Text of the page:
Upstairs on the third floor of the Leatherby Libraries on a Tuesday evening, you might see a group of
College of Educational Studies Ph.D.
students huddled together around a conference table, learning more about writing articles, literature reviews and conference proposals. Led by
Dr. Geraldine “Gerri” McNenny
, these weekly or bi-weekly workshops are not only consistently crowded and very popular, but are helping students get published.
We wanted to take a few moments to interview Dr. McNenny, Director, Graduate Project on Writing & Educational Research, about her work:
How long have you been offering the writing workshops?
The writing workshops, offered under the Graduate Project on Writing and Educational Research (Grad POWER), have been available to graduate students in the CES since the fall of 2007. The more focused workshop series for first-year doctoral students was initiated in the fall of 2013 and has been going strong ever since then.
Do you notice a difference in the level of writing that’s coming out of CES as a result of this and other efforts to improve student writing?
Definitely. Doctoral students’ writing has really taken off in recent years as a result of the combination of EDUC 750 promoting professional productivity, the workshops that follow through with support for further writing, and faculty mentoring. Students have written back to me to tell me that the workshops gave them the group support and opportunities for experimentation and feedback that provided them with the extra impetus to submit conference proposals and manuscripts for publication.
What are some of the most significant outcomes you can point to – published articles, successful conference proposals, that sort of thing?
We have definitely seen a rise in the number of published articles, successful conference proposals, published book reviews, and grant proposals submitted for dissertation support. Each year, CES faculty collaborate to hold a workshop for grant writing for dissertation support, and many students have taken advantage of this to submit scholarship and grant applications as a result. Our research shows that doctoral student productivity is significantly increased when participants experience themselves as part of a supportive community of writing peers. That’s what I aim to provide in offering these workshops. In addition to workshops in professional productivity for incoming doctoral students, I also give workshops on writing conference proposals, scholarly book reviews, articles, grant proposals, and editorials. Each June I offer a workshop for writing proposals for the American Educational Research Association (AERA) annual conference. All these opportunities create an atmosphere of positive support and mentoring to help our doctoral students mature as professional writers.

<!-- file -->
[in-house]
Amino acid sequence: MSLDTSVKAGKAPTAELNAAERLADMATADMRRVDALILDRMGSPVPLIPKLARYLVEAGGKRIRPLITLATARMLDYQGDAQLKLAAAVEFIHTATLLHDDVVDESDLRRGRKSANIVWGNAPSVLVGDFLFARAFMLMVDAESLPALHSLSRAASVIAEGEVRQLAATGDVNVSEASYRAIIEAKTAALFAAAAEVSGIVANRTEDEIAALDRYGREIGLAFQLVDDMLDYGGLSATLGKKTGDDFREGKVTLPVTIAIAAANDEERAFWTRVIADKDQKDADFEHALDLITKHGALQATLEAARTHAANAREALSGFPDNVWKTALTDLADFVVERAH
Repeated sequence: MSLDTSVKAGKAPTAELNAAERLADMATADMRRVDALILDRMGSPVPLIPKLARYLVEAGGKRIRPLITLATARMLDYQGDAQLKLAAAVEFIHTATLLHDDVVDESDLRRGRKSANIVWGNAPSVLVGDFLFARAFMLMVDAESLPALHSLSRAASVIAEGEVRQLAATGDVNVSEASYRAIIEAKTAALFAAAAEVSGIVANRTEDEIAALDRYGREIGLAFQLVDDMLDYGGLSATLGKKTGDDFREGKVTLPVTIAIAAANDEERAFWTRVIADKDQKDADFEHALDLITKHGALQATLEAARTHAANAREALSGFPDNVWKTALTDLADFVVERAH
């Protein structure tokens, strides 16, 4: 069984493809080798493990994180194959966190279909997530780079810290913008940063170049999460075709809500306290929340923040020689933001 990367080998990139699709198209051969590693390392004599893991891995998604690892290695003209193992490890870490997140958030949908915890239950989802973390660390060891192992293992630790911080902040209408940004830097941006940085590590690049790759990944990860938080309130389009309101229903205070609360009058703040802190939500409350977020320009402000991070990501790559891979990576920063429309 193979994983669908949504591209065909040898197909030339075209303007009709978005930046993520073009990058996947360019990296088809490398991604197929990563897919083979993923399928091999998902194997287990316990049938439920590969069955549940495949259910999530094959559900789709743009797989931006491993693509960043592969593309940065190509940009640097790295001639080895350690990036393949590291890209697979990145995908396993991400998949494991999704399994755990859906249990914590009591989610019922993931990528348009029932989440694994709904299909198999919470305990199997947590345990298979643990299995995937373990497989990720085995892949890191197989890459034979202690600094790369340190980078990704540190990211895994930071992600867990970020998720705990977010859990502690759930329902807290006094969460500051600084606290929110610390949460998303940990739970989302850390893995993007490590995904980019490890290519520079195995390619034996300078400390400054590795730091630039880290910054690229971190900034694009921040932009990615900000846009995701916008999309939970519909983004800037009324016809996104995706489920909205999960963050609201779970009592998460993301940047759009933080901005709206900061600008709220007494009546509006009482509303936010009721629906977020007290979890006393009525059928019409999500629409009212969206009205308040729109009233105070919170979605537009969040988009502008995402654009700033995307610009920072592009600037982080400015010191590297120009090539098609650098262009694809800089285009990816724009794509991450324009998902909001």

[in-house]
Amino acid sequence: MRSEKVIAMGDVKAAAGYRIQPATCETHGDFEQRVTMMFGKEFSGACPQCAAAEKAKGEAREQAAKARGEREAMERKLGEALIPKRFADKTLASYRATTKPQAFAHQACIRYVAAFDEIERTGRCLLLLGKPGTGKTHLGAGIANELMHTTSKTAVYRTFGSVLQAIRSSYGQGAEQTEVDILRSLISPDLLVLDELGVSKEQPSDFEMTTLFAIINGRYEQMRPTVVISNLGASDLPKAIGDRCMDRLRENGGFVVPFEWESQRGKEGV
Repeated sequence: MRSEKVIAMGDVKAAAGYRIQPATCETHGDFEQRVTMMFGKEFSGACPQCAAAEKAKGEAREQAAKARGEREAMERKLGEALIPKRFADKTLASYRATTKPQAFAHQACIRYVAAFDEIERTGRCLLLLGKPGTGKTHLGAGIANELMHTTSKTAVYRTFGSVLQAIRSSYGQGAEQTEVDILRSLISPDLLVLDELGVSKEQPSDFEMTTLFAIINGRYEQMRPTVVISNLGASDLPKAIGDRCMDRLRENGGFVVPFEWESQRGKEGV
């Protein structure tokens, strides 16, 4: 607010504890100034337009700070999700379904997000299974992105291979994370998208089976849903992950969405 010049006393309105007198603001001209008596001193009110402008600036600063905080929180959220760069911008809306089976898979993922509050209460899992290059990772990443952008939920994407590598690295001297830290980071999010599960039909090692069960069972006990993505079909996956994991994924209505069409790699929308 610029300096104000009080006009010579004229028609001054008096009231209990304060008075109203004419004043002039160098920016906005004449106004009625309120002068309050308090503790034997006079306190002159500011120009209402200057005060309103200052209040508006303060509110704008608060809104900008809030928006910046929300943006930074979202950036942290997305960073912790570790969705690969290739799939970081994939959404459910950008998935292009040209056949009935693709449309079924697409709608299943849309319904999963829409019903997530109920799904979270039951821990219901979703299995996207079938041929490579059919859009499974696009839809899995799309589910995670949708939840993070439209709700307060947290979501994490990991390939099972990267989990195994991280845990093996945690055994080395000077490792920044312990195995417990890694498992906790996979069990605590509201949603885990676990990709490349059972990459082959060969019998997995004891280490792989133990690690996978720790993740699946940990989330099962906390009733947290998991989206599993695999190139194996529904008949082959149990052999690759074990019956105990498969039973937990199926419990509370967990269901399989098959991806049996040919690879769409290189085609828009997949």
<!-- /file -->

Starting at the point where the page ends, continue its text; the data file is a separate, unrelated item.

Anything else you’d like to add about the workshops?
Dr. Dawn Hunter
, the director of the Ph.D. Program, and I want to encourage all doctoral students and graduate students throughout the College of Educational Studies to take advantage of the writing support offered by the CES. In addition to writing workshops, the CES also supports the Graduate Writing Fellows Program, a peer mentoring program that allows students to work one-on-one with graduate peers in specific courses. Contrary to traditional representations of the writing process, writing is a very social undertaking. Sharing your work with mentors and peers, getting feedback from others, and experiencing the encouragement provided by a community of scholars are key strategies to building a successful professional career in education. We welcome all CES graduate students to participate in the writing support so generously supported by CES’s Dean Don Cardinal.